Last Updated Jul 4, 2018 1:11 PM EDT
BOISE, Idaho -- The three-year-old Idaho girl who died from her wounds two days after a mass stabbing at her birthday party Saturday has been identified as an Ethiopian refugee "who loved pink and Disney princesses." CBS Boise affiliate KBOI-TV reports Ruya Kadir is the victim who lost her battle to survive.
The station cites The International Rescue Committee, an organization providing support for the families involved in the stabbing.
IRC President and CEO David Miliband said in a statement, "Our caseworkers describe Ruya as a child who always sparkled when she walked into a room. She was her mother's princess, always the center of attention, and loved pink and Disney princesses. She had just turned three years old Saturday, and according to our IRC colleagues in Boise, was the epitome of sweetness.
"Ruya and her mother are Ethiopian refugees. They arrived in the U.S. in December 2015 and settled in Boise. Her father is in Turkey. Ruya's parents are enduring every parent's worst nightmare, which is made doubly cruel by the fact that they fled to America to escape conflict in Ethiopia. IRC had resettled the Kadir family in Boise. Our local team is doing everything possible to support the family – and the other refugees injured on Saturday – in this moment of extreme distress and fear."
Authorities say a man invaded the birthday celebration and attacked nine people with a knife.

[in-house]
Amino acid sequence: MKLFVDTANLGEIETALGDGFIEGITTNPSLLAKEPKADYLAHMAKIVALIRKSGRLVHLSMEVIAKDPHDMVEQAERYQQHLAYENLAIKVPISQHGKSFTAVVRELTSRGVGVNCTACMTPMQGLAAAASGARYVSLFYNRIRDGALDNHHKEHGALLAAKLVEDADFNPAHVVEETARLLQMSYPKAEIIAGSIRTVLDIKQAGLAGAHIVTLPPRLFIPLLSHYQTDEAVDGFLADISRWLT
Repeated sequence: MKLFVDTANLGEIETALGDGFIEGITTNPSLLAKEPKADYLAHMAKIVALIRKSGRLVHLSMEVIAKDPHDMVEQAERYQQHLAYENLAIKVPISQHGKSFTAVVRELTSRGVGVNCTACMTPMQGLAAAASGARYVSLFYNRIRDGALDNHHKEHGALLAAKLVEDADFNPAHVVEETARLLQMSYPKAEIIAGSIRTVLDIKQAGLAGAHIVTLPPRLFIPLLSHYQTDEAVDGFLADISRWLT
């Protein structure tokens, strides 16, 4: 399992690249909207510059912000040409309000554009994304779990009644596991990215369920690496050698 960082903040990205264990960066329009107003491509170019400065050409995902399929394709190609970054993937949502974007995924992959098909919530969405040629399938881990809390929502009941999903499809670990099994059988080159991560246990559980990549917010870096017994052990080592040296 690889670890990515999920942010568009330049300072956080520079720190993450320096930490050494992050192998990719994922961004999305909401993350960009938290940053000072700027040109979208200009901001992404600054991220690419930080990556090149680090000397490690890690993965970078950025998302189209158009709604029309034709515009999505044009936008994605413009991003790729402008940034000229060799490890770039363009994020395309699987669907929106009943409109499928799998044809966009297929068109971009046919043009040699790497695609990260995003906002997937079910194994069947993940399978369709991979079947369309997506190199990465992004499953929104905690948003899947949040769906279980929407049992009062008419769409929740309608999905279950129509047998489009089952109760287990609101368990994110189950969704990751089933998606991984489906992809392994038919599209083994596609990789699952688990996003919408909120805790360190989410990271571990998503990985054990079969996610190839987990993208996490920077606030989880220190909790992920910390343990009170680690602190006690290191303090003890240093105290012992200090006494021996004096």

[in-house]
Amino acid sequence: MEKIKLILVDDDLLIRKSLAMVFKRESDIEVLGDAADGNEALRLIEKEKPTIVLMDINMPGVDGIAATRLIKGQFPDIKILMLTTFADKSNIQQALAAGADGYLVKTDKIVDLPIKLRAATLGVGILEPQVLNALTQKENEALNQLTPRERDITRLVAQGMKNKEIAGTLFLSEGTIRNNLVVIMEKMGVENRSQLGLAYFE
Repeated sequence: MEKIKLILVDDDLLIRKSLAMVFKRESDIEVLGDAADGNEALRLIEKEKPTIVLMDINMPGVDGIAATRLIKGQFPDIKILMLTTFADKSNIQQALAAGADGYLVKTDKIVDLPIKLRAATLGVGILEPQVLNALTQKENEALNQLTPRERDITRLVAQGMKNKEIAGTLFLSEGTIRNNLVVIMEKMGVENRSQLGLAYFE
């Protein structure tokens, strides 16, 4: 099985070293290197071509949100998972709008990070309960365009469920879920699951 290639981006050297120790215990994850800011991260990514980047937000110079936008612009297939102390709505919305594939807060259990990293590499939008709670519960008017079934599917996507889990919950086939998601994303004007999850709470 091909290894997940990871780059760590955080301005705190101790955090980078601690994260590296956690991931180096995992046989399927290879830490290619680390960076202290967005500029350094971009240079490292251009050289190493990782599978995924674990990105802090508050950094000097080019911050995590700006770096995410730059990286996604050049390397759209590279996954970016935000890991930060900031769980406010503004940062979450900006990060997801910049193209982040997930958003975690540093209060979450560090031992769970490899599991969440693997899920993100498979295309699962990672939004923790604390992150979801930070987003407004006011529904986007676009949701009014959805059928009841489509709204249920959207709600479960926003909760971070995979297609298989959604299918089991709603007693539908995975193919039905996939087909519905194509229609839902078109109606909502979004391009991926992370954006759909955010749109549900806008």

Timmy Kinner is accused of stabbing a group of children and the adults who tried to protect them at the party at an apartment complex that is home to many refugee families.
Word of the child's death came at Kinner's first court appearance, where Ada County Magistrate Judge Russell Comstock told him that he was charged with first-degree murder and other felonies in connection with the attack.
Comstock told Kinner he was "an extreme danger to the community" and ordered him held without bond.
Kinner is American, and the victims are members of refugee families from Syria, Iraq and Ethiopia. Boise Police Chief William Bones said the evidence doesn't suggest the attack was a hate crime.
The suspect had recently stayed at the apartment complex but was asked to leave Friday over bad behavior, Bones said.
Three of the stabbing victims were adults, the others children: the 3-year-old girl who died, two 4-year-olds, a 6-year-old, an 8-year-old and a 12-year-old.
If convicted, Kinner could be eligible for execution under Idaho law.
Monday evening roughly 1,500 people turned out at a vigil honoring members of refugee families targeted in the stabbing.
People wept, sang and shouted their support for the refugee community, and many brought bouquets of white flowers intended to symbolize peace. By the end of the rally, hundreds of bouquets filled dozens of baskets on the steps of Boise's City Hall.
But community leaders told the crowd that what the survivors really need is money to cover rapidly growing medical bills and space at home to try to overcome the constant sense of unease they've experienced since the attack. Boise Mayor Dave Bieter and others urged community members to do what they can to help.
Signs were dotted throughout the crowd, some reading "love wins" and "we are all immigrants."
Younis Kamel, a 16-year-old who moved to Boise from Iraq, and his 23-year-old sister Zuzu Kamel held up a more poignant sign:
"I will never forget seeing my friend getting stabbed in front of me," the sign read. Younis Kamel was at the apartment complex the night of the attack.
Another woman held a sign reading "Justice for Teeba," with a photo of a young child in a hospital bed, a breathing tube obscuring part of his face with half a dozen other tubes and medical devices connected to his body.
Correction: An earlier version of this story misstated the name of IRC President David Miliband.